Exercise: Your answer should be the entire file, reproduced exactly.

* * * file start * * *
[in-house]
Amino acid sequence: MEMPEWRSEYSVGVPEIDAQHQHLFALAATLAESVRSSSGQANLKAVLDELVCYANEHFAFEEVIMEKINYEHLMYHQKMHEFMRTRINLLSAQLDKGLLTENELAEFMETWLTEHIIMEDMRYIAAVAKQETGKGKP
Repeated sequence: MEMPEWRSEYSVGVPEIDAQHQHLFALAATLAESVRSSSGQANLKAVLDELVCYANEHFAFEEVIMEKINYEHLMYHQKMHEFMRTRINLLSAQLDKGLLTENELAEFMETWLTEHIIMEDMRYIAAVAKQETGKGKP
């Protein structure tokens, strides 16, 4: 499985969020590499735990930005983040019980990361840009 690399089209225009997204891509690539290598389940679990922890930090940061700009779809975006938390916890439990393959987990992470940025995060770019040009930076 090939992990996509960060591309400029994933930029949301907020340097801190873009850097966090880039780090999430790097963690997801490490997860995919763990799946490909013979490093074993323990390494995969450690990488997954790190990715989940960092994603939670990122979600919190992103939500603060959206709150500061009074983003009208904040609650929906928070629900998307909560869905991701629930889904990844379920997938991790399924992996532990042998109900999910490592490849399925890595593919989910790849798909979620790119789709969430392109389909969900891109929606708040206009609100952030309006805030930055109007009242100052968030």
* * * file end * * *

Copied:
[in-house]
Amino acid sequence: MEMPEWRSEYSVGVPEIDAQHQHLFALAATLAESVRSSSGQANLKAVLDELVCYANEHFAFEEVIMEKINYEHLMYHQKMHEFMRTRINLLSAQLDKGLLTENELAEFMETWLTEHIIMEDMRYIAAVAKQETGKGKP
Repeated sequence: MEMPEWRSEYSVGVPEIDAQHQHLFALAATLAESVRSSSGQANLKAVLDELVCYANEHFAFEEVIMEKINYEHLMYHQKMHEFMRTRINLLSAQLDKGLLTENELAEFMETWLTEHIIMEDMRYIAAVAKQETGKGKP
């Protein structure tokens, strides 16, 4: 499985969020590499735990930005983040019980990361840009 690399089209225009997204891509690539290598389940679990922890930090940061700009779809975006938390916890439990393959987990992470940025995060770019040009930076 090939992990996509960060591309400029994933930029949301907020340097801190873009850097966090880039780090999430790097963690997801490490997860995919763990799946490909013979490093074993323990390494995969450690990488997954790190990715989940960092994603939670990122979600919190992103939500603060959206709150500061009074983003009208904040609650929906928070629900998307909560869905991701629930889904990844379920997938991790399924992996532990042998109900999910490592490849399925890595593919989910790849798909979620790119789709969430392109389909969900891109929606708040206009609100952030309006805030930055109007009242100052968030």